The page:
Tuesday, 8 December 2009

Doctor Who: The Curse of Fenric

Part One

“I like looking at the sea. It makes me feel small.”

Translation subtitles. Crikey. That’s rare. The subtitles are pretty shoddy compared to the ones we saw in The Mind of Evil, but fortunately this is a much better story.

It’s the North Yorkshire coast, it’s the Second World War, and the Doctor and Ace are striding purposefully into a top secret military research complex. We begin with a brilliant set of scenes in which the Doctor effortlessly bluffs his way into everyone’s confidence as only this Doctor can, blatantly asking for two pens and using them to forge the signatures the Prime Minister and MI6 in front of everybody.

We meet Dr Judson, in a scene contrived to make Ace look clever, and then move on to the scary Miss Hardaker, her two cockney charges, and the Rev Wainwright, a mystifyingly fantastic performance from Nicholas Parsons. We also meet Millington, who has designed his office to mimic exactly that of his German counterpart. When I first watched this twenty years ago I initially thought he was supposed to be Hitler. He certainly has the hairstyle.

There’s loads of atmosphere- mist, Vikings, games of chess- to sustain us while we introduce the cast and before the plot can get started. And also something I noticed this time around; when the Doctor looks at Joseph Sundvik’s grave, you can clearly see that one of his daughters had the married name “Millington”…

With everything in place, Millington kick starts the plot by mystifyingly ordering Judson to use the Ultima machine to translate the inscriptions, in spite of the fact that there seem to be more pressing uses for it; there is a war on, you know. Also seemingly significant is the parallel between the Vikings described by the inscription and the Russians today, both intending to return to Norway with treasure. There’s also something beneath the water which killed half of the Russian party, and there’s a scene with Ace, Kathleen and her daughter Audrey which will pay off later.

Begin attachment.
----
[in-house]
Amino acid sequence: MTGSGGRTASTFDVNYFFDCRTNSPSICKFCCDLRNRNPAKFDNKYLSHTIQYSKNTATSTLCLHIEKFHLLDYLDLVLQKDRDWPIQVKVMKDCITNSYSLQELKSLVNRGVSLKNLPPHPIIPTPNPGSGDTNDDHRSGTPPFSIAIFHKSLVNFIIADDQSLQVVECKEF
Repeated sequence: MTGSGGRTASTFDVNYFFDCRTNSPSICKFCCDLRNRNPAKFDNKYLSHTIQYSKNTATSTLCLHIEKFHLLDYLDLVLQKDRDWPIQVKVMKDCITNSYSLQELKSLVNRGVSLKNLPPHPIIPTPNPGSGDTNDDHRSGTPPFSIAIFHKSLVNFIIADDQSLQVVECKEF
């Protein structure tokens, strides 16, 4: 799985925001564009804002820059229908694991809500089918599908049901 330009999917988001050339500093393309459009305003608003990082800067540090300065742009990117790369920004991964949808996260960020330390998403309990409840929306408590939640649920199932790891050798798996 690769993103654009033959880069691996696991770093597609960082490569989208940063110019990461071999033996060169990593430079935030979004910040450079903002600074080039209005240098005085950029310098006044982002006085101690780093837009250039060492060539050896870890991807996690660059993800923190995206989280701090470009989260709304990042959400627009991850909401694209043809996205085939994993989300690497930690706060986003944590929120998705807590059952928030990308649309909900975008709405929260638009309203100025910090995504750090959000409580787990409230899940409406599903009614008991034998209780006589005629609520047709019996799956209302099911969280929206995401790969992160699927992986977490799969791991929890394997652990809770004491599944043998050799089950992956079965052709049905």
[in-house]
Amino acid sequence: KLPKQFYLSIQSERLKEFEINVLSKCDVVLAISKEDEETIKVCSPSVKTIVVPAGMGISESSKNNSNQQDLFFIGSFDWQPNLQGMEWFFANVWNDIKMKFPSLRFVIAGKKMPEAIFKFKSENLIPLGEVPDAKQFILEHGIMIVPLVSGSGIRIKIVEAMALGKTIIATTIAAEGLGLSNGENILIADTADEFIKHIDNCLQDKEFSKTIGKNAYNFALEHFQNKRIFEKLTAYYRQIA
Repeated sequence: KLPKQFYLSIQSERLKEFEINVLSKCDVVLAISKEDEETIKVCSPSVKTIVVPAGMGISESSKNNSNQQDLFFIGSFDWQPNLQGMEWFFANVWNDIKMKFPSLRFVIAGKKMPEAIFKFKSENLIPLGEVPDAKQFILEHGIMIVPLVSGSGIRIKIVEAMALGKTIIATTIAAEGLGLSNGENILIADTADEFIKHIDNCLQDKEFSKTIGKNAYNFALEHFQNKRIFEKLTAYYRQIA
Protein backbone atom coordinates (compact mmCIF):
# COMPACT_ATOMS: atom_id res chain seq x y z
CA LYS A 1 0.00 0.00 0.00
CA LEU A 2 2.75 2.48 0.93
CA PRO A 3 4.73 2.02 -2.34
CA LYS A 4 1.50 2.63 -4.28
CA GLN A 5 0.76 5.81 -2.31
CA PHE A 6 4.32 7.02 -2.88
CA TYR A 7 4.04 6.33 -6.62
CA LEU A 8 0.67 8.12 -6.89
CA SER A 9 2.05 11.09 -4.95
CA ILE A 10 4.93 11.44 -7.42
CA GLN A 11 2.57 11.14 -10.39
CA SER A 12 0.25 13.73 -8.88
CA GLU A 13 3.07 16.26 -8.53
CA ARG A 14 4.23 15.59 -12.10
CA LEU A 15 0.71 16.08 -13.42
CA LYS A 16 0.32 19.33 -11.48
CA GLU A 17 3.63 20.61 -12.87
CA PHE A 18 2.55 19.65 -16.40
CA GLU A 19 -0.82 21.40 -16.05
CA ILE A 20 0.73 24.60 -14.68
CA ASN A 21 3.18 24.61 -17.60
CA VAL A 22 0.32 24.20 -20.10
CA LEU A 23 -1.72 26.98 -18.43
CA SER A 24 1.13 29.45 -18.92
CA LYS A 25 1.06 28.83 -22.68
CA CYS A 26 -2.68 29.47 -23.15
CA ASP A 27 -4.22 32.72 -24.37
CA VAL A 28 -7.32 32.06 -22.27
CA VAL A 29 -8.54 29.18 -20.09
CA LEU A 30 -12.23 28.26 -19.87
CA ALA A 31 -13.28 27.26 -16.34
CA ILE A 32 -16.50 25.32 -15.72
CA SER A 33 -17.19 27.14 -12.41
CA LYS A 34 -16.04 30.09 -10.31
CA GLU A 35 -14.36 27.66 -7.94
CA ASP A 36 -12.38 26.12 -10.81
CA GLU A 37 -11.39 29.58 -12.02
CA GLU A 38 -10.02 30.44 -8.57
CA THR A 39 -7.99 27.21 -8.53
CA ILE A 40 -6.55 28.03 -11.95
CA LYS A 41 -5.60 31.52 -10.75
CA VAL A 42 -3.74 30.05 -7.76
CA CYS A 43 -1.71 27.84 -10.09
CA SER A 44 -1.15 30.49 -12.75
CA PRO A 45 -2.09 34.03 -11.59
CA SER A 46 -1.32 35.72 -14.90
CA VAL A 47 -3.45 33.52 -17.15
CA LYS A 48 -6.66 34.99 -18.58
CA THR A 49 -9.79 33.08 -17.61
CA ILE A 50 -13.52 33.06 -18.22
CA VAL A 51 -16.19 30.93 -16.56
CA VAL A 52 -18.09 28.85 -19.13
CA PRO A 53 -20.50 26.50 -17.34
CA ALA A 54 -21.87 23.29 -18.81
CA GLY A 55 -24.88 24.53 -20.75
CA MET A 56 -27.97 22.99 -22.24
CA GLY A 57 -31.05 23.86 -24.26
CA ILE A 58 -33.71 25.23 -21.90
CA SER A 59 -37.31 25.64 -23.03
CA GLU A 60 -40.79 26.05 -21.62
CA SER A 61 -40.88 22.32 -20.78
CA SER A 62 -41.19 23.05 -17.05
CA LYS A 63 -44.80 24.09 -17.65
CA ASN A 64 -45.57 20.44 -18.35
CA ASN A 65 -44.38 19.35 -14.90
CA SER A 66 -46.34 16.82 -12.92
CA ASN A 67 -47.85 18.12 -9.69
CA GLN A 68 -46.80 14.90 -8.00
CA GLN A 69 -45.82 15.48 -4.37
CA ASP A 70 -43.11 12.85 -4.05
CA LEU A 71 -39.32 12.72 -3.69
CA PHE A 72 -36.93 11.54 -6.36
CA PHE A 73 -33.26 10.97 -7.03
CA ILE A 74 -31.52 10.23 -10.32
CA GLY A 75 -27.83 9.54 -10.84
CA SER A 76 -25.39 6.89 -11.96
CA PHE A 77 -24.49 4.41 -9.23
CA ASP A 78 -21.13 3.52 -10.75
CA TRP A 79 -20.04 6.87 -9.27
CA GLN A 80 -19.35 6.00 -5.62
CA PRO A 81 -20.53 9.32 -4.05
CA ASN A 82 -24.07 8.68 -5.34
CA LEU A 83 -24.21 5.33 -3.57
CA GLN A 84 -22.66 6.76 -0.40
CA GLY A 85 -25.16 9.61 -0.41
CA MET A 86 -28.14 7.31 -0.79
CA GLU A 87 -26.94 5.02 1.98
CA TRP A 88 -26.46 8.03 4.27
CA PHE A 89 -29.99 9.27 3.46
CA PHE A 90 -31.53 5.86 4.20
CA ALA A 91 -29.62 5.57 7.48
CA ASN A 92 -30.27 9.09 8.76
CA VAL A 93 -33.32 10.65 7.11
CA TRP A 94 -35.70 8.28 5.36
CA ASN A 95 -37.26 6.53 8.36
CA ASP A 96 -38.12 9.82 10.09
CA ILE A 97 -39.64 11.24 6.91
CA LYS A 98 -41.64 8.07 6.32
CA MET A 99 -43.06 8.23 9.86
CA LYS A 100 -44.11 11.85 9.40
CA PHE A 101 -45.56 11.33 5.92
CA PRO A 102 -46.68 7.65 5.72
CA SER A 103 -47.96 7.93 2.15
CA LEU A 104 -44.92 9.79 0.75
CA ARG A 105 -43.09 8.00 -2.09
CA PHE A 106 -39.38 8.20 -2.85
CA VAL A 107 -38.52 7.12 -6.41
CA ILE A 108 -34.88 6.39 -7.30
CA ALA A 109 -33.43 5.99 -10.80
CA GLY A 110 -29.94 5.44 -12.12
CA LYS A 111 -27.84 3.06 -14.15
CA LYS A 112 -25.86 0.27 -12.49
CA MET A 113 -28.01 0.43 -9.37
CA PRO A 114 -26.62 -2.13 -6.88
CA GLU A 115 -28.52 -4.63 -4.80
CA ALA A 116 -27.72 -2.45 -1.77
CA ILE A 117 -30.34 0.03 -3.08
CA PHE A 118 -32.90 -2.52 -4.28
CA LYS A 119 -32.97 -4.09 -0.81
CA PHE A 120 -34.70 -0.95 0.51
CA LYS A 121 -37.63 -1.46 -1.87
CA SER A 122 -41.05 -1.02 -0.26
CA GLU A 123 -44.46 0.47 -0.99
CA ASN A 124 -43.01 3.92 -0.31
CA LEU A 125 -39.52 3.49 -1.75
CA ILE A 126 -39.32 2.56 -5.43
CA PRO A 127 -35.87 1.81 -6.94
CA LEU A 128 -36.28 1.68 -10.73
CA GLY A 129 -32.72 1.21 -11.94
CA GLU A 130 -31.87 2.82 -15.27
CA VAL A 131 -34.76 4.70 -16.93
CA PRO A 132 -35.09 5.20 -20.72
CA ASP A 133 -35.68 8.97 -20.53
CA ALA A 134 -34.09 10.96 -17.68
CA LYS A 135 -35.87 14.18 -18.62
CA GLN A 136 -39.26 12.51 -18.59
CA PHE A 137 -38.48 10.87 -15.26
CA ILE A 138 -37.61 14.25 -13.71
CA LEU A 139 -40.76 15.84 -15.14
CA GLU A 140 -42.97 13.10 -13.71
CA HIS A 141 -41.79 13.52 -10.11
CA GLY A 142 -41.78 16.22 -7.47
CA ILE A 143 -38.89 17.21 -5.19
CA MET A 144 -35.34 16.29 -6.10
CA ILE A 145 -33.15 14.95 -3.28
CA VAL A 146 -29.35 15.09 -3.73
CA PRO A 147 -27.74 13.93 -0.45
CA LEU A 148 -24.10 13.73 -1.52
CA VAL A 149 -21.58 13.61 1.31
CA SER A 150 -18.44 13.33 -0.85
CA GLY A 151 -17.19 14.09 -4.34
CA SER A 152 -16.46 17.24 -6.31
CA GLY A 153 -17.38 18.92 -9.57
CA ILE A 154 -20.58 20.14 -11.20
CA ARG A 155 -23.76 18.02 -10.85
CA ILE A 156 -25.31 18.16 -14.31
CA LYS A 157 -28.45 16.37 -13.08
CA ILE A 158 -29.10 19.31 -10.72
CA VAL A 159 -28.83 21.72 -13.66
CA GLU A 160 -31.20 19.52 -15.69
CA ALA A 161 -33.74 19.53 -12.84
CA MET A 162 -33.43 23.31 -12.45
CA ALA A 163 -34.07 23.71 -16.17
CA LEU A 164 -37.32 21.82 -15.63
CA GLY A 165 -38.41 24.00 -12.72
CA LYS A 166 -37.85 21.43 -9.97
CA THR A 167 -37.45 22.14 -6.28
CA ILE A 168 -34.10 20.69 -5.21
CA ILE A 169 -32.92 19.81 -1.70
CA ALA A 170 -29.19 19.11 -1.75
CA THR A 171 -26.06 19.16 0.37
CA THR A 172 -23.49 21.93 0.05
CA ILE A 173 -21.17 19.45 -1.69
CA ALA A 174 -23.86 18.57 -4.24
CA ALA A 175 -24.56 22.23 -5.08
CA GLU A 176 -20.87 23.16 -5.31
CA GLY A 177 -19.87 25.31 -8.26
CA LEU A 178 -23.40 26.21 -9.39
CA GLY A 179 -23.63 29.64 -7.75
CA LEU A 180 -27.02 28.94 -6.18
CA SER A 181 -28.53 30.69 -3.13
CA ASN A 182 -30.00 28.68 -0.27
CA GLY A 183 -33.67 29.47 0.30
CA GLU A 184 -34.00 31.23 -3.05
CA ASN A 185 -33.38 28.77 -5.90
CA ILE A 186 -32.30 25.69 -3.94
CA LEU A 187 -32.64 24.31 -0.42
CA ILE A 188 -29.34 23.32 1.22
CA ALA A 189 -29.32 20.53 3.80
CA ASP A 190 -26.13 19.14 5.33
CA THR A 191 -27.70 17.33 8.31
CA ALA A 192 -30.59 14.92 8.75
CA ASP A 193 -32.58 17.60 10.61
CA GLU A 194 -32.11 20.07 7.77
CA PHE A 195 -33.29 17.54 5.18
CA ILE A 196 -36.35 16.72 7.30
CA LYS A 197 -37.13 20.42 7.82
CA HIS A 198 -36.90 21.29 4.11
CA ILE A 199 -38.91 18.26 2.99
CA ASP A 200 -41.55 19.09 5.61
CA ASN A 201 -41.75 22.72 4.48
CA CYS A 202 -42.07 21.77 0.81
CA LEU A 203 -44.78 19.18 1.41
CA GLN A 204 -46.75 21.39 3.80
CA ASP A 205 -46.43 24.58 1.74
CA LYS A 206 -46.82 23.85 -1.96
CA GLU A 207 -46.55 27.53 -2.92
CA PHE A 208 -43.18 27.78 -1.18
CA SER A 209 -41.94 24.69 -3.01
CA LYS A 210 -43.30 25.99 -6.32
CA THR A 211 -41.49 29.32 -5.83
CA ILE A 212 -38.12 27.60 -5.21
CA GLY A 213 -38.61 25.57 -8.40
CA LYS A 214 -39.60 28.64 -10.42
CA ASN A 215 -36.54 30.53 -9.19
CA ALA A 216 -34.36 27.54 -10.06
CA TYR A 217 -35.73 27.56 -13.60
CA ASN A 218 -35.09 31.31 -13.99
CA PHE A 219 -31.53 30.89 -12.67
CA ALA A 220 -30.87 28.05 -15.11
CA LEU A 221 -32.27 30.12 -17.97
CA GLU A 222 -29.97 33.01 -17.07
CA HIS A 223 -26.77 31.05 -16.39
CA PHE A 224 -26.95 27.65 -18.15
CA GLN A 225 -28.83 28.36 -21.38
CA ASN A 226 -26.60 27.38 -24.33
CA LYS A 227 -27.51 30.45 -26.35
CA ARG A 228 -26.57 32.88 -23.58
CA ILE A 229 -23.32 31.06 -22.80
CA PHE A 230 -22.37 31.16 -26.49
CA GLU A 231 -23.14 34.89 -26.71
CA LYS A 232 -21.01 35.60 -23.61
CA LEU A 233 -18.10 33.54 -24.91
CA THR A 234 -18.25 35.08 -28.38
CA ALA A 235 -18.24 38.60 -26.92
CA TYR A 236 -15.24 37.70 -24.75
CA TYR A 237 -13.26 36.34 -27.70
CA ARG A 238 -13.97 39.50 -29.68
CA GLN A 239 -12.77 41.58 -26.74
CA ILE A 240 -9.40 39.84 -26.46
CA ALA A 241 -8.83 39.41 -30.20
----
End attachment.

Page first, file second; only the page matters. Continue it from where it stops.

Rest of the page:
Part Two

“I’m not an invalid, I’m a cripple. I’m also a genius, so shut up, the pair of you.”

More creepy stuff happens; new runes are inscribed in the crypt as the translation is read, while the Doctor and Ace discover a secret passage in the crypt. Millington, obsessed by Norse mythology in ways which for once, as we’ll see, actually relate the myth to elements of the story, is producing a strange green poison, a chemical weapon to be dropped on to German cities. Not only that, but the Russians are intended to steal the enigma machine, which will release the Ultima machine as soon as a certain word transmitted by British intelligence is translated: “love”. Blimey. That’s a bit hasty. Can’t they wait until the Cold War actually starts?

We also get a great scene showing the vicar to be losing his faith, and Jean and Phyllis get turned into vampires and lure a Russian soldier to his death in a scene which might, possible, just about have some sexual undertones. On a minor note, some old jar is found underneath the church,

That’s a lot happening for only episode two. And there’s an awful lot here that foreshadows the ending, most blatantly in Millington’s order for all chess sets to be burnt. Millington has also drawn a picture of that old jar. Gosh, do you reckon it might be important?

Miss Hardaker gets killed, which technically means that, old dragon though she may have been, she was in fact right all along.

It’s all kicking off now. There are Haemovores everywhere, the vicar’s having a particularly bad day, and that old flask has started glowing…

Part Three

“Just look for something… evil.”

Gosh, what a coincidence. This is Whitby, where Dracula came ashore in Bram Stoker’s novel, and there are sort-of vampires running around. What are the chances, eh?

We’re told the Haemovores are the inhabitants of the Earth in a polluted future and, in a slightly more domestic vein, that it was Millington who caused Judson’s accident twenty years ago. Meanwhile, the Doctor takes some time to realise that Ace has the flask. Oh, and the church is under siege by hordes of Haemovores. Almost forgot that one.

The Haemovores are defeated by faith- the Doctor’s in his fiends, as we can see by the fact that he’s mouthing the names of all those who have travelled with him. Sorin- well, his faith is in the revolution; he’s a true believer. Ace also clearly likes him and the script clearly intends him to be a good guy. And that’s the one problem I have with this story. Because he’s, like, a Stalinist. And you can’t just present a Stalinist character as a hero. Especially when you’re contrasting his character with that of Millington, shown being an utter git as he abandons two soldiers of the Motherland to their deaths.